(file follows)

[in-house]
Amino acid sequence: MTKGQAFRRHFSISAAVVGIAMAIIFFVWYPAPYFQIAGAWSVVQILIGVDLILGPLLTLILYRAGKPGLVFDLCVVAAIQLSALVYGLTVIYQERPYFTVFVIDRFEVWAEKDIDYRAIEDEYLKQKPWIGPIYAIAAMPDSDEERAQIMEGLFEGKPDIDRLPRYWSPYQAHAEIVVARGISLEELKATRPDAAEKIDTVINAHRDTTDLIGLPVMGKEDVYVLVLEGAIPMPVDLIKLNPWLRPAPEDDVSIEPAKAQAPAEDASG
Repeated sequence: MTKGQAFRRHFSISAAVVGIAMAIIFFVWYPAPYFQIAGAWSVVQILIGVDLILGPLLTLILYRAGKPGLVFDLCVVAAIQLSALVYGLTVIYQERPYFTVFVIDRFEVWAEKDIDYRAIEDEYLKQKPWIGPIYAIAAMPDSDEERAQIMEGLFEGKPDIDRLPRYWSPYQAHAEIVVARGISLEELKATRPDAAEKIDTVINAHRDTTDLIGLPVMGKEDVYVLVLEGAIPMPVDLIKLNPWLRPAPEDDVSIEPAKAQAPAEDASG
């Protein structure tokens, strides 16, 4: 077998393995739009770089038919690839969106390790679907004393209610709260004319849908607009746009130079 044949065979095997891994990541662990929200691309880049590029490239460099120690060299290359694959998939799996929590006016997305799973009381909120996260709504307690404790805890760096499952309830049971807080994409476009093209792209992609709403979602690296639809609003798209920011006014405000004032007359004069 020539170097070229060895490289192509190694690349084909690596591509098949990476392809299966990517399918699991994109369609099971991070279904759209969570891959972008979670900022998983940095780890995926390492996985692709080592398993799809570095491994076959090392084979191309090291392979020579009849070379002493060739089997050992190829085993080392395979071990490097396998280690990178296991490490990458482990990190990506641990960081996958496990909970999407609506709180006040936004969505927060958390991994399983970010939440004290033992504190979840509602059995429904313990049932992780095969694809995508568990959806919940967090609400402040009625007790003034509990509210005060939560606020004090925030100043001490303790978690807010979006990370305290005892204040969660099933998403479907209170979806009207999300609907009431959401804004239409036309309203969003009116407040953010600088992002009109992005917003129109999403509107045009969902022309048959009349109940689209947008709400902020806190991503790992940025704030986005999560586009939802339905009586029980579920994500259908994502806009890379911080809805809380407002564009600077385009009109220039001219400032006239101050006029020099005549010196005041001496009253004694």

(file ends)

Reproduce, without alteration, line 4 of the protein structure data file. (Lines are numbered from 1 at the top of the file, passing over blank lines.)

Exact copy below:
């Protein structure tokens, strides 16, 4: 077998393995739009770089038919690839969106390790679907004393209610709260004319849908607009746009130079 044949065979095997891994990541662990929200691309880049590029490239460099120690060299290359694959998939799996929590006016997305799973009381909120996260709504307690404790805890760096499952309830049971807080994409476009093209792209992609709403979602690296639809609003798209920011006014405000004032007359004069 020539170097070229060895490289192509190694690349084909690596591509098949990476392809299966990517399918699991994109369609099971991070279904759209969570891959972008979670900022998983940095780890995926390492996985692709080592398993799809570095491994076959090392084979191309090291392979020579009849070379002493060739089997050992190829085993080392395979071990490097396998280690990178296991490490990458482990990190990506641990960081996958496990909970999407609506709180006040936004969505927060958390991994399983970010939440004290033992504190979840509602059995429904313990049932992780095969694809995508568990959806919940967090609400402040009625007790003034509990509210005060939560606020004090925030100043001490303790978690807010979006990370305290005892204040969660099933998403479907209170979806009207999300609907009431959401804004239409036309309203969003009116407040953010600088992002009109992005917003129109999403509107045009969902022309048959009349109940689209947008709400902020806190991503790992940025704030986005999560586009939802339905009586029980579920994500259908994502806009890379911080809805809380407002564009600077385009009109220039001219400032006239101050006029020099005549010196005041001496009253004694």